Lemon trees can fail to flower due to poor care or environmental reasons or if they have not yet reached the age of maturity for flowering and fruiting. According to Purdue University, lemon tree species begin to flower consistently once they reach between between three and five years of age. Beyond the age question, soil quality, watering, fertilizing and temperature are paramount to healthy bud and bloom formation.
Maintain evenly moist, but not soaking-wet soil around your lemon tree with regular deep watering. Ensure that the tree never suffers from drought stress, which can impair bloom formation.
Fertilize your lemon tree with an organic or chemical citrus tree food three times throughout the year. Make the first application in the spring, the second in early summer and the last in early fall to provide a nutritional boost as the lemons mature on the tree. Apply the fertilizer in the dose recommended on the product label and do not overfeed, as excess nitrogen can inhibit flowering. Always apply the fertilizer over moist soil and then water the fertilizer and surrounding soil until the soil is drenched to a depth of at least 6 inches.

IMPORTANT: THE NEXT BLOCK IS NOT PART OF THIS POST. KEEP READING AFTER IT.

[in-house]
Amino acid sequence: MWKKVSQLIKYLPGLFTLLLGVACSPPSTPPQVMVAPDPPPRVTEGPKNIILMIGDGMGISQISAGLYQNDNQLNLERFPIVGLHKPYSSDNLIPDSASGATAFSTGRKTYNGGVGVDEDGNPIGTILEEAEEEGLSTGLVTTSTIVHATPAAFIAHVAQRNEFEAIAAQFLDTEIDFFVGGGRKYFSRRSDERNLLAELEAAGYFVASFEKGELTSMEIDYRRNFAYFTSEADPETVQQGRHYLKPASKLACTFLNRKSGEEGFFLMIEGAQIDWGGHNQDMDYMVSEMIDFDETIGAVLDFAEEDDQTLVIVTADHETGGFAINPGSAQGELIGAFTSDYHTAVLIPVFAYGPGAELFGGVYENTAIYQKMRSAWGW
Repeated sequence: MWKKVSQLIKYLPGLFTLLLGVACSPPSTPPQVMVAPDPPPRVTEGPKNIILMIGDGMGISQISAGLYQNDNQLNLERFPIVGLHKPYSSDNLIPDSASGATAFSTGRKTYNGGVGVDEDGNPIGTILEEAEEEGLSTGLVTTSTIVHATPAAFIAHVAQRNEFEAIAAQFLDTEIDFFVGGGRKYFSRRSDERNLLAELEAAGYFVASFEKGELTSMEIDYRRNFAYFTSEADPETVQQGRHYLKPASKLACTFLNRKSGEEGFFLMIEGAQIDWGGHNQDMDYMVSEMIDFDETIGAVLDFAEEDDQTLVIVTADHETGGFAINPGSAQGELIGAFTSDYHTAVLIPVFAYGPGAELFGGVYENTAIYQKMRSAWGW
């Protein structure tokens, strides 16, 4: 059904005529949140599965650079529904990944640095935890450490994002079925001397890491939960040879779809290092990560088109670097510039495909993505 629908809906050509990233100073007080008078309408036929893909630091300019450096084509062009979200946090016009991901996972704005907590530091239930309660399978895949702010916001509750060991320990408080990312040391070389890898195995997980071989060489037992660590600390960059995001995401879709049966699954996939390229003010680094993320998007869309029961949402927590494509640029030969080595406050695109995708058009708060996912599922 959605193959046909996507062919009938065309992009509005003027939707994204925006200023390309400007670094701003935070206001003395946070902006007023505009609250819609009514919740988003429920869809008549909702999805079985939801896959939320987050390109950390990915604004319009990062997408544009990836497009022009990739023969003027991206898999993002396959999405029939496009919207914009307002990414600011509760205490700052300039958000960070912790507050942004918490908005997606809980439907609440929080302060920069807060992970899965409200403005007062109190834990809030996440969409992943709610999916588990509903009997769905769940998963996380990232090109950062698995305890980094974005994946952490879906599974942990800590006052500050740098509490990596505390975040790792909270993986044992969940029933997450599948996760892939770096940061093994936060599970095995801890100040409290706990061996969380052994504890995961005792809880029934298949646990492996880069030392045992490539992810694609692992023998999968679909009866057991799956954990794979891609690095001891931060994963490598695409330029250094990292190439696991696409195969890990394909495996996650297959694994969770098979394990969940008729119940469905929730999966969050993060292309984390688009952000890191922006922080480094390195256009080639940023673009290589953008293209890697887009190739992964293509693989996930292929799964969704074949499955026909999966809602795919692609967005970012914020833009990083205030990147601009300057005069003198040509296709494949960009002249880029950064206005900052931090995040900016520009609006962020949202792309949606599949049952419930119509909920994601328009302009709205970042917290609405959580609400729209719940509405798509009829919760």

Top-dress the soil surrounding your lemon tree under the canopy once or twice a year with several inches of well-aged manure and good-quality compost. This will boost the soil quality without the bad side effects of excess fertilizer, such as the build-up of mineral salts.
Ensure that your lemon tree is growing in full sun exposure with no overhead shade. Lemons require ample sun for robust branch growth, flowering and fruit development and will under-perform without it.
Provide ambient temperatures for your lemon tree at 29 degrees Fahrenheit or above to prevent branch tissue damage or killing of the nascent flower buds. Move container-grown lemon trees indoors when low temperatures are predicted or wrap ground-planted trees in blankets and tarps during the cold period.